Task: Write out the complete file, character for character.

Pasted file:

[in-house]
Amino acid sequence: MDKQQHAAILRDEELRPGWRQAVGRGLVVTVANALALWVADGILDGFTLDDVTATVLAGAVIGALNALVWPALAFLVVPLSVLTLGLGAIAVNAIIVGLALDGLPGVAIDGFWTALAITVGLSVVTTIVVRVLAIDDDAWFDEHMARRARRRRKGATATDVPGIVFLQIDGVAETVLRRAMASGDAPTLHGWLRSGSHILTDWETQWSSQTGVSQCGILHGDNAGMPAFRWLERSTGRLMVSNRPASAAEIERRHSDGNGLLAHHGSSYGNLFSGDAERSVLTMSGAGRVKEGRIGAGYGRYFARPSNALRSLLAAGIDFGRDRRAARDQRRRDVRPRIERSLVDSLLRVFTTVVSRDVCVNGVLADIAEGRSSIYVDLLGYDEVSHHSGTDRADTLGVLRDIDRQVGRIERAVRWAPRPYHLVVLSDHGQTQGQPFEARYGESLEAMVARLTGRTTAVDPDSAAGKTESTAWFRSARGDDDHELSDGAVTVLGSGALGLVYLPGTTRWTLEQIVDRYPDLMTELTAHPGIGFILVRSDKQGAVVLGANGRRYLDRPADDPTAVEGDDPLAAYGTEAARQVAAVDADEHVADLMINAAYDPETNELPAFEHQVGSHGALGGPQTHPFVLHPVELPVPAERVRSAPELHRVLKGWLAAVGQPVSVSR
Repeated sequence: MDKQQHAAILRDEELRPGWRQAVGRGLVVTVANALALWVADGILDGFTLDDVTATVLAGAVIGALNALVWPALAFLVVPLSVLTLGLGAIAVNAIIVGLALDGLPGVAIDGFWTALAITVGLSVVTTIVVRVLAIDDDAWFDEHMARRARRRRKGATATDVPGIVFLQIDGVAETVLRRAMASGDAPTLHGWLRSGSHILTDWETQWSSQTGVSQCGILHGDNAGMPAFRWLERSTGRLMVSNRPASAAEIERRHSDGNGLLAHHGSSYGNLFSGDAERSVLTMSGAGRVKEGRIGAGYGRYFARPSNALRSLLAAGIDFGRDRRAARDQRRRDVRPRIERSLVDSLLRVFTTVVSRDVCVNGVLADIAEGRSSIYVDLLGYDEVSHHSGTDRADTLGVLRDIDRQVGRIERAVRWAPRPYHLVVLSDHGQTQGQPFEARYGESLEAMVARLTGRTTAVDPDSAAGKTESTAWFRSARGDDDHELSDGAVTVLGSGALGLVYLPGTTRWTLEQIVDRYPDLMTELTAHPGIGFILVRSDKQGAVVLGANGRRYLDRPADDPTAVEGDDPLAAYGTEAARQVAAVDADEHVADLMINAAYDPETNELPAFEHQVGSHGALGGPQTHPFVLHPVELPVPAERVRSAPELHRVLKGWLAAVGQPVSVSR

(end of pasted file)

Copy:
[in-house]
Amino acid sequence: MDKQQHAAILRDEELRPGWRQAVGRGLVVTVANALALWVADGILDGFTLDDVTATVLAGAVIGALNALVWPALAFLVVPLSVLTLGLGAIAVNAIIVGLALDGLPGVAIDGFWTALAITVGLSVVTTIVVRVLAIDDDAWFDEHMARRARRRRKGATATDVPGIVFLQIDGVAETVLRRAMASGDAPTLHGWLRSGSHILTDWETQWSSQTGVSQCGILHGDNAGMPAFRWLERSTGRLMVSNRPASAAEIERRHSDGNGLLAHHGSSYGNLFSGDAERSVLTMSGAGRVKEGRIGAGYGRYFARPSNALRSLLAAGIDFGRDRRAARDQRRRDVRPRIERSLVDSLLRVFTTVVSRDVCVNGVLADIAEGRSSIYVDLLGYDEVSHHSGTDRADTLGVLRDIDRQVGRIERAVRWAPRPYHLVVLSDHGQTQGQPFEARYGESLEAMVARLTGRTTAVDPDSAAGKTESTAWFRSARGDDDHELSDGAVTVLGSGALGLVYLPGTTRWTLEQIVDRYPDLMTELTAHPGIGFILVRSDKQGAVVLGANGRRYLDRPADDPTAVEGDDPLAAYGTEAARQVAAVDADEHVADLMINAAYDPETNELPAFEHQVGSHGALGGPQTHPFVLHPVELPVPAERVRSAPELHRVLKGWLAAVGQPVSVSR
Repeated sequence: MDKQQHAAILRDEELRPGWRQAVGRGLVVTVANALALWVADGILDGFTLDDVTATVLAGAVIGALNALVWPALAFLVVPLSVLTLGLGAIAVNAIIVGLALDGLPGVAIDGFWTALAITVGLSVVTTIVVRVLAIDDDAWFDEHMARRARRRRKGATATDVPGIVFLQIDGVAETVLRRAMASGDAPTLHGWLRSGSHILTDWETQWSSQTGVSQCGILHGDNAGMPAFRWLERSTGRLMVSNRPASAAEIERRHSDGNGLLAHHGSSYGNLFSGDAERSVLTMSGAGRVKEGRIGAGYGRYFARPSNALRSLLAAGIDFGRDRRAARDQRRRDVRPRIERSLVDSLLRVFTTVVSRDVCVNGVLADIAEGRSSIYVDLLGYDEVSHHSGTDRADTLGVLRDIDRQVGRIERAVRWAPRPYHLVVLSDHGQTQGQPFEARYGESLEAMVARLTGRTTAVDPDSAAGKTESTAWFRSARGDDDHELSDGAVTVLGSGALGLVYLPGTTRWTLEQIVDRYPDLMTELTAHPGIGFILVRSDKQGAVVLGANGRRYLDRPADDPTAVEGDDPLAAYGTEAARQVAAVDADEHVADLMINAAYDPETNELPAFEHQVGSHGALGGPQTHPFVLHPVELPVPAERVRSAPELHRVLKGWLAAVGQPVSVSR